Camouflage is nothing new in the animal kingdom... thousands of species use it for both hiding from predators and for sneaking up on prey. In these ten cases, everyone wants to be the cool kids on the block... ants. Ants, it turns out, are the Fonzies of the insect and arachnid world. Nature has totally noticed that no one f**ks with ants. They are brutally tough, they are full of acid, they fight in organized battalions, they have powerful slicing mandibles and they taste bad. Predators stay away. And so, entire groups of spiders and other insects have tapped their multiple legs thoughtfully against their mandibles and mused: "Those guys kind of rule."
Over two hundred species of jumping spiders alone have decided that ant life is the life for them. In many of these cases they do so for the protection it provides. Look like an ant, walk like an ant... no one eats you. In some other instances, it's awesome cover to sling an antskin over your back and walk out into the colony -- shaking hands and eating whoever you want.Ant-mimics usually use their first or second pair of legs to fake ant antennae, such reducing the number of functional legs to six. Look carefully, count legs. These guys are so good, if I wasn't telling you these were NOT ants, you would never know!
Myrmarachne AssimilisPhoto: Metaweb / GNU Free Documentation License
SpiderAmazingly, the baby spiders, when they are too minute to convincingly copy the much bigger ant species that the adult copies, use other smaller ant species as a model.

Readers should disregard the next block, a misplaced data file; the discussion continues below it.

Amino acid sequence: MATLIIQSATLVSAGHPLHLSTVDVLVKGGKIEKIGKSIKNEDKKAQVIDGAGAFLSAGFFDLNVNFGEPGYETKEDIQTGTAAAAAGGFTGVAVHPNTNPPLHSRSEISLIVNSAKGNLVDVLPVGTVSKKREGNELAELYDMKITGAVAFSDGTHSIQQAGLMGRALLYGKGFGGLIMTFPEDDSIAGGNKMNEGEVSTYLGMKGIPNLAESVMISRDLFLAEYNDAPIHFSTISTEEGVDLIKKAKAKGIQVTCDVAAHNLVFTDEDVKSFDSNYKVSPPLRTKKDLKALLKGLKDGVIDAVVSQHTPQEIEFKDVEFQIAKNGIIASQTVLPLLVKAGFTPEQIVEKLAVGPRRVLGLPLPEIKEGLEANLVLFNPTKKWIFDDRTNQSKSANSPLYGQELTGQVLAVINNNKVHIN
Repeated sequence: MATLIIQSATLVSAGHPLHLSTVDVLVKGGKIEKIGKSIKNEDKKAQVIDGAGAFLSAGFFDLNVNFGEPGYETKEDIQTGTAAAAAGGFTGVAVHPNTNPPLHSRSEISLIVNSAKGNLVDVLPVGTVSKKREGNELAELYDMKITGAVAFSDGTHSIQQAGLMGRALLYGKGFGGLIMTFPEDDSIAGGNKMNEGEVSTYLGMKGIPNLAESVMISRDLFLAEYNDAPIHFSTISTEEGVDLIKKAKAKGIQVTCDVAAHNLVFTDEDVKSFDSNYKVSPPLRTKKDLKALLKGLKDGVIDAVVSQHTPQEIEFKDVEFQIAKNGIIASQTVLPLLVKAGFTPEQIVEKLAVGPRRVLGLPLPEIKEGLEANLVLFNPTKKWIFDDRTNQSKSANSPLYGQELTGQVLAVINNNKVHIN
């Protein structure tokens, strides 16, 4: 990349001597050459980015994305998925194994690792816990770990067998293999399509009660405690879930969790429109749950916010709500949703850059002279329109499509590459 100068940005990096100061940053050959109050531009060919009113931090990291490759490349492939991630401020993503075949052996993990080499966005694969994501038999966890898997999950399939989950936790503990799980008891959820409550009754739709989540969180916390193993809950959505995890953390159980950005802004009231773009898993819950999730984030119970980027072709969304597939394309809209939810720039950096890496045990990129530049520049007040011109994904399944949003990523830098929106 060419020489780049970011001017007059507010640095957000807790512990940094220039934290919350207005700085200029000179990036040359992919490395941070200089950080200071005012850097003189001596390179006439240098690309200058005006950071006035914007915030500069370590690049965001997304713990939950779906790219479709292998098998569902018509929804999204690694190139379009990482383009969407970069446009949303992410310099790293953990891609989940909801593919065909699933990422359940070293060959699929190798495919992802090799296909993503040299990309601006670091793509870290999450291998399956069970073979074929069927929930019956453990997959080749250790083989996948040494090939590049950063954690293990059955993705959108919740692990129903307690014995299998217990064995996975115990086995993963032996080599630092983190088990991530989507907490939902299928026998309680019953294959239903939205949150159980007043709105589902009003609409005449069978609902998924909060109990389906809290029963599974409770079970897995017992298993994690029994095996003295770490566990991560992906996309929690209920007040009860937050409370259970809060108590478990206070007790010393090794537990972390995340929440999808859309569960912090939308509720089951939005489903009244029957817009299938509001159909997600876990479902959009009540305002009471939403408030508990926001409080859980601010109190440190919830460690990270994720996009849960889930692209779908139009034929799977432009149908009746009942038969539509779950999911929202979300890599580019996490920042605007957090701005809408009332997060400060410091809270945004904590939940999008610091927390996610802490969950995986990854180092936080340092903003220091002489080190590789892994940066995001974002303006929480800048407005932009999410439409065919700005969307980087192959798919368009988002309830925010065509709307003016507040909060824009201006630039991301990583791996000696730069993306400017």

Myrmarachne assimilis is the only Myrmarachne species that mimics the aggressive weaver ant, with which it lives in close contact. Not only do they look alike and walk alike, it is also thought that Assimilis has developed a way to copy the chemical signatures the weavers use to recognize each other.
Myrmarachne melanotarsaPhoto: Metaweb / CC-BYSpider
Myrmarachne melanotarsa, also called the dark-footed ant-spider, is an African jumping spider found around in Africa. This Myrmarachne mimics ants, like many other Myrmarachne, of the Crematogaster genus. However, these guys are unusual in that they exhibit social behavior, forming large communities. Hundreds of these spiders, of both sexes and of all ages, can be found in such communal nests, but most nests have between 10 and 50 spiders. It is theorized (and has been witnessed) that when Melanotarsa travels in larger groups (like ants do) they are much less likely to be attacked by specialist spiders - who actually prey on ant-mimics.
Synemosyna formicaVideo: YouTube
For many salticids (jumping spiders), ants can be very dangerous... but salticid eyesight seems to be up to the challenge. Some experiments have demonstrated that many species of ordinary salticids (species that are neither ant-like nor ant-eating) readily identify ants by sight and then avoid their proximity.
Ant-like and ant-eating salticids NEED to get close to ants, however, and they apparently have abilities to survive these close encounters better than other salticids. It has been thought that accurate mimics of a particular model species survive better ... but a brand new study might suggest that imperfect mimics possibly do better than their perfect couterparts.Synemosyna formica is thought to mimic Pseudomyrmex gracilis, a nasty little a-hole that can both jump and sting.
SpiderThe house I grew up in had regular infestations of these ridiculously mean little biting assholes, and I am pretty sure I would have preferred living with the spider version.
This ant-like salticid is found from the northeastern United States southwest to Mexico. These could not look more like the super-aggressive harvester ants of the region. Specifically, note the markings on the spider's upper thorax that looks like big, bambi ant eyes.